It should be noted Sholay was not the first Indian film to be broadcast on British television. Amar Akbar Anthony (1977) was screened on BBC1 in 1980, yet it was treated with some disdain. Firstly, it was excluded from the film listings in the Radio Times and secondly, at just over 3 hours long, the BBC decided to cut the first two reels and most of the songs (Thomas, 1985). These actions caused the plotlines and the narrative to become disjointed, causing confusion for viewers, including those who had already seen the film. Appadurai recognised when ‘moving images meet deterritorialized viewers’ (1996: 4), diasporas could be presented with films by institutions, who are unfamiliar with the culture and context, and this can be disconcerting. The importance of watching a film without external editing or censorship cannot be overstated. It is worth noting Gone With The Wind (1939) and Once Upon a Time In America (1984) both have significantly longer running times than Amar Akbar Anthony, and were broadcast on the BBC without any cuts or edits. By screening Sholay in its entirety, Channel 4 demonstrated a respect, both for Indian cinema and their viewers.
In September 1987, with little fanfare or publicity, a programme appeared on Channel 4 about Indian cinema. Movie Mahal (1987-1989), directed by Nasreen Munni Kabir and was pioneering in so many ways. Only two series were ever produced, and they created an appreciation and understanding of Indian cinema barely seen previously or since on British television. During the initial stages of research, I discovered a solitary article from 1988 by Paul Oliver. Writing from a musician’s perspective, he encouraged the reader to make a concerted effort to wake up early on Sunday morning and tune in. Once again, the inclusion of subtitles was indispensable for my younger self, in being able to understand the dialogue during the film clips and when practitioners shared their memories. Also, with no voices dubbed into English, when the cast and crew shared their insights and experiences in Hindi, it enabled our family to access and enjoy the programme based on our own bilingual abilities.
In 1965, the BBC set up the Immigrants Programme Unit (IPU). The programmes produced for the South Asian diaspora were always scheduled for broadcast early Sunday morning and this continued for the next two decades. Consciously or unconsciously, Channel 4 maintained this traditional time slot for Asian programming and Movie Mahal was also broadcast on a Sunday morning at 9.25am. As we ate our omelettes spiked with chillies and onions, alongside a precarious tower of hot buttery toast, and mugs of masala chai, we enjoyed songs from classic films, such as Andaz (1949), Pyaasa (1957) and Gunga Jumna (1961). In addition, historical and informative notes about each film would pop up at random moments and scroll along the screen in tickertape mode.
Over the decades British television produced sitcoms, such as It Ain’t Half Hot, Mum, (BBC, 1973-1981) and Mind Your Language (ITV, 1977-1979, 1985), where South Asian characters were subjected to varying degrees of humiliation on a weekly basis, and we would watch anyway. Despite the awful stereotypes, seeing ourselves on television was slightly preferable to not seeing any brown people at all. In stark contrast, the largely positive representation of South Asians on Channel 4, through the Indian Film Seasons and the ground-breaking Movie Mahal, provided alternative perspectives and perhaps assisted in developing a sense of self.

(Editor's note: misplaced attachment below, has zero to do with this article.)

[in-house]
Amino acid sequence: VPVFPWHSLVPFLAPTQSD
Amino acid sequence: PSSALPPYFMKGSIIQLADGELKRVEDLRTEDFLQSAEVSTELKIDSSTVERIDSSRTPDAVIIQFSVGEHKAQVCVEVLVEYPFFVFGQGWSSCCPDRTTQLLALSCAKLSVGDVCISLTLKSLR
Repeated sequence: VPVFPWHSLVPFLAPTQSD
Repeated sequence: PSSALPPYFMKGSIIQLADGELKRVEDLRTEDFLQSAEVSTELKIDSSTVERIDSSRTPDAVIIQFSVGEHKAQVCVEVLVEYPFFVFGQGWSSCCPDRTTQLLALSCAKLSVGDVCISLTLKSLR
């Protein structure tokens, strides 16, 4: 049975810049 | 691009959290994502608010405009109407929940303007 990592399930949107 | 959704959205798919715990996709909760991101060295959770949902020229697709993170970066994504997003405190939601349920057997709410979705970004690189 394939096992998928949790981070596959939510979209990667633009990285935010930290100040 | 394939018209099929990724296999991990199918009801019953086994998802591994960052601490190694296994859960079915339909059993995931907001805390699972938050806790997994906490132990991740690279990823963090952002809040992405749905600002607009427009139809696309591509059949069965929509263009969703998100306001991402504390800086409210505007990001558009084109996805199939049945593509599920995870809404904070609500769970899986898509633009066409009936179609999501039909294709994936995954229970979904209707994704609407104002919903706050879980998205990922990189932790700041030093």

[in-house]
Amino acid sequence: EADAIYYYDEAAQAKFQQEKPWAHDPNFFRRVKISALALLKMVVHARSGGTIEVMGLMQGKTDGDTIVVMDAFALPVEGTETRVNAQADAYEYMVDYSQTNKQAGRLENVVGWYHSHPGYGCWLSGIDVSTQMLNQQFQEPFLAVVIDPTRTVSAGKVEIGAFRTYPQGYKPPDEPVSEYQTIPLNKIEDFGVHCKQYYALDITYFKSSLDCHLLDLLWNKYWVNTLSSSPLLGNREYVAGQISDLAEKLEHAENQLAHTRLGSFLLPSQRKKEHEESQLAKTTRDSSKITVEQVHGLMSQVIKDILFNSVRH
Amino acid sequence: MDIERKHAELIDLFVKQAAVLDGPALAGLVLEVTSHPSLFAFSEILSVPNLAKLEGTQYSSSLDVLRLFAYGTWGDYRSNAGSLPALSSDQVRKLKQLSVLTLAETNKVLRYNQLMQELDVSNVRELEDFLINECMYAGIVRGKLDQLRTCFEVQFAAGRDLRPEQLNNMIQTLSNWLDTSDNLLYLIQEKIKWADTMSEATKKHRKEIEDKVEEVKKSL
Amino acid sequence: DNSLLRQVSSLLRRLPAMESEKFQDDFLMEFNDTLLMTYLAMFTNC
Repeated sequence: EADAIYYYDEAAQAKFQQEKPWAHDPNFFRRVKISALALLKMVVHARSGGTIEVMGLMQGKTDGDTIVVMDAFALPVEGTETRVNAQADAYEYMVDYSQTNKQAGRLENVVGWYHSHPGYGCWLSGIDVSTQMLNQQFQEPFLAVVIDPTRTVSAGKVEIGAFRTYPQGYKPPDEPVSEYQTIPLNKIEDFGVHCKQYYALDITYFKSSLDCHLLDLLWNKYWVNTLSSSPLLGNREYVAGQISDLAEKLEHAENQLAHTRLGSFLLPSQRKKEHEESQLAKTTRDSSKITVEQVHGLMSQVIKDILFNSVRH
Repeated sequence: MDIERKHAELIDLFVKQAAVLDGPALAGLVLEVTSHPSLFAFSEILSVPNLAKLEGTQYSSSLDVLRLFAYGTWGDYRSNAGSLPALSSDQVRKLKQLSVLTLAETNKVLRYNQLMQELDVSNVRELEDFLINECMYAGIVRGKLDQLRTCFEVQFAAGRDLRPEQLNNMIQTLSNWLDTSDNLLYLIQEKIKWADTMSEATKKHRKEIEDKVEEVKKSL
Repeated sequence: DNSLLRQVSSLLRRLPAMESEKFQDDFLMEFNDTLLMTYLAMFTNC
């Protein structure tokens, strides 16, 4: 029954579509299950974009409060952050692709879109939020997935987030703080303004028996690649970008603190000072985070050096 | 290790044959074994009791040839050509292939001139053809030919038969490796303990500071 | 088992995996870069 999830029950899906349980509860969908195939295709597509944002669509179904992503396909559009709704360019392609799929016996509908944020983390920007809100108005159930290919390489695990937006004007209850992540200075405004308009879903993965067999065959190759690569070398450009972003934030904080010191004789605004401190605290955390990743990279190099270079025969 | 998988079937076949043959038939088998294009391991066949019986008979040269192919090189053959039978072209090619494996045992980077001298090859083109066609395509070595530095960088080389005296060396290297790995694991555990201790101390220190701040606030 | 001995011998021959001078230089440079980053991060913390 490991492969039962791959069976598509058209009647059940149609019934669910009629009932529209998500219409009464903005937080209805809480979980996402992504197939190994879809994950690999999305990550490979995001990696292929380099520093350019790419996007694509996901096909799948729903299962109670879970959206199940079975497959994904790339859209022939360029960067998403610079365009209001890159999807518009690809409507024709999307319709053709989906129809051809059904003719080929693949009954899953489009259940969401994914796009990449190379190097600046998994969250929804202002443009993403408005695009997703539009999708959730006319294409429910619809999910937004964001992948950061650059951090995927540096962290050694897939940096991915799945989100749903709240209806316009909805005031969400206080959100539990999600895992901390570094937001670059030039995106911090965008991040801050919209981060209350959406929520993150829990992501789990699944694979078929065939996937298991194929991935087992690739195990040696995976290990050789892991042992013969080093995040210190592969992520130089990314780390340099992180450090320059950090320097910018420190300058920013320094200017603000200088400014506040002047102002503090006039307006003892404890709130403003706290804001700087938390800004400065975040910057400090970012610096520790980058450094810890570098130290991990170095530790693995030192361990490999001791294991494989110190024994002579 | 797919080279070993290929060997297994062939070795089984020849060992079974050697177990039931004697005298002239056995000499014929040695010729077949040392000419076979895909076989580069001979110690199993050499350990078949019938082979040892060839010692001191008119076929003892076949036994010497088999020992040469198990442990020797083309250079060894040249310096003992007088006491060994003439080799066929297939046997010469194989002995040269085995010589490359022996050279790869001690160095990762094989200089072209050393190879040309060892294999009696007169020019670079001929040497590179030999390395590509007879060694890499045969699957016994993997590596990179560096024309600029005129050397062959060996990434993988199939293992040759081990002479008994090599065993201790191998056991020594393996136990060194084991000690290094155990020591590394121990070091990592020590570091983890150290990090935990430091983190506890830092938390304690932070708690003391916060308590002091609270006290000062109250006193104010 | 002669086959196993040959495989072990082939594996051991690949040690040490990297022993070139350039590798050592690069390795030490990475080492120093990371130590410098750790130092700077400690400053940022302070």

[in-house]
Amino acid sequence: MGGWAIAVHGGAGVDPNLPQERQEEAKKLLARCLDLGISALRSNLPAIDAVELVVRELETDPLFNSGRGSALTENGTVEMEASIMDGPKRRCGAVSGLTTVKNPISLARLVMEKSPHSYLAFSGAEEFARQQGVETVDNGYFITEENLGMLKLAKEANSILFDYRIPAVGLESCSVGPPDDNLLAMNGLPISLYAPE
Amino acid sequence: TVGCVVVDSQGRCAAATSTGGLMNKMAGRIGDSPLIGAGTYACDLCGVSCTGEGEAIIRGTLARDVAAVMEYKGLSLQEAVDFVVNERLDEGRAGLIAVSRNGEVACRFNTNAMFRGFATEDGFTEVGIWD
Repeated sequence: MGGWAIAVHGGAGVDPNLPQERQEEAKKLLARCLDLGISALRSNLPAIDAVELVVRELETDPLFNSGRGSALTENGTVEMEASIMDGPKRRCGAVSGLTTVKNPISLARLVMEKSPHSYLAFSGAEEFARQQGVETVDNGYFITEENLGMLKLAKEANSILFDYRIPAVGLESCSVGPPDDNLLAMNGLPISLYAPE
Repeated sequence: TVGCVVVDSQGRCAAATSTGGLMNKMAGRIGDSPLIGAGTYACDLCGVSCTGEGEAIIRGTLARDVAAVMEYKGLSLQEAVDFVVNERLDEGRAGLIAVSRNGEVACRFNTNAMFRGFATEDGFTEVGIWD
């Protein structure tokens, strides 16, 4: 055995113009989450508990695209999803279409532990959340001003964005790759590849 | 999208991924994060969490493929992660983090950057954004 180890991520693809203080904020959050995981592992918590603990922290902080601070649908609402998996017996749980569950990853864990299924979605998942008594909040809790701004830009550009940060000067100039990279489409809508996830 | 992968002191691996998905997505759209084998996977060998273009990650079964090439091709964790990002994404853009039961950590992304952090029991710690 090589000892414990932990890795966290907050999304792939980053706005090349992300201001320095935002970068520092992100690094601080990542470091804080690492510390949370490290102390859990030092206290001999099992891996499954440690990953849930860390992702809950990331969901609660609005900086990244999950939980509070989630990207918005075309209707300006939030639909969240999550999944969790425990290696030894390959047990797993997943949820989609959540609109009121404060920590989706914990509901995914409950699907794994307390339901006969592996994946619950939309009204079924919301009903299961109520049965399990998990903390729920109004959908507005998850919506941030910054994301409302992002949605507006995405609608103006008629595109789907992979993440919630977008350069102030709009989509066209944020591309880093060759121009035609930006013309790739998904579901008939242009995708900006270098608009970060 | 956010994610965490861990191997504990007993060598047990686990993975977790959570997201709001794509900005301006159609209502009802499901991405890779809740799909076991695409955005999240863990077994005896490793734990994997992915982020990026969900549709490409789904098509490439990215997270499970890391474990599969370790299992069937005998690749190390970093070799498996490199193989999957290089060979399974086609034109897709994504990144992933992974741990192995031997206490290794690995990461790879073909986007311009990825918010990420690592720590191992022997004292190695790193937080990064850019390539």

A generation of British Asians were (re) introduced to the golden era of Indian cinema and discovered a film history and cultural heritage they may have been unaware of. When we saw ourselves, we had agency, courage, glamour and some spectacular dance moves and this time it was not confined to the private sphere of pirate videos. We had to wait a few years, but eventually Channel 4 brought Indian Cinema to the small screen, and we celebrated.
About the Author
Dipali Das is a second year PhD student in Media Studies at Edge Hill University. Her thesis is entitled ‘Sunday Mornings with Nai Zindagi Naya Jeevan and Movie Mahal: Accessing Indian Cinema on British Terrestrial Television from 1968-1989’. In 2020, after pursuing careers in Engineering and Teaching, she completed an MA in Film and Media, which examined the role and representation of the sari during colonial and post-colonial Indian Cinema.
Andrews, H. (2014) Television and British Cinema: Convergence and Divergence Since 1990. Basingstoke: Palgrave Macmillan.
Appadurai, A. (1996) Modernity at Large: Cultural Dimensions of Globalization. Minneapolis: University of Minnesota Press.
Oliver, P. (1988) ‘Middle Eight - Movie Mahal: Indian cinema on ITV Channel 4’ Popular Music. 7 (2) pp. 215-216
Thomas, R. (1985) ‘Indian Cinema: Pleasures and Popularity’ Screen. 26 (3) pp. 116-131
Channel 4 Press Packs, "Movie highlights: 1982 week 52 page 35” http://bufvc.ac.uk/tvandradio/c4pp/search/index.php/page/c4_pp_1982_52_1225_1231_035_movhigh (Accessed 08 Nov 2022)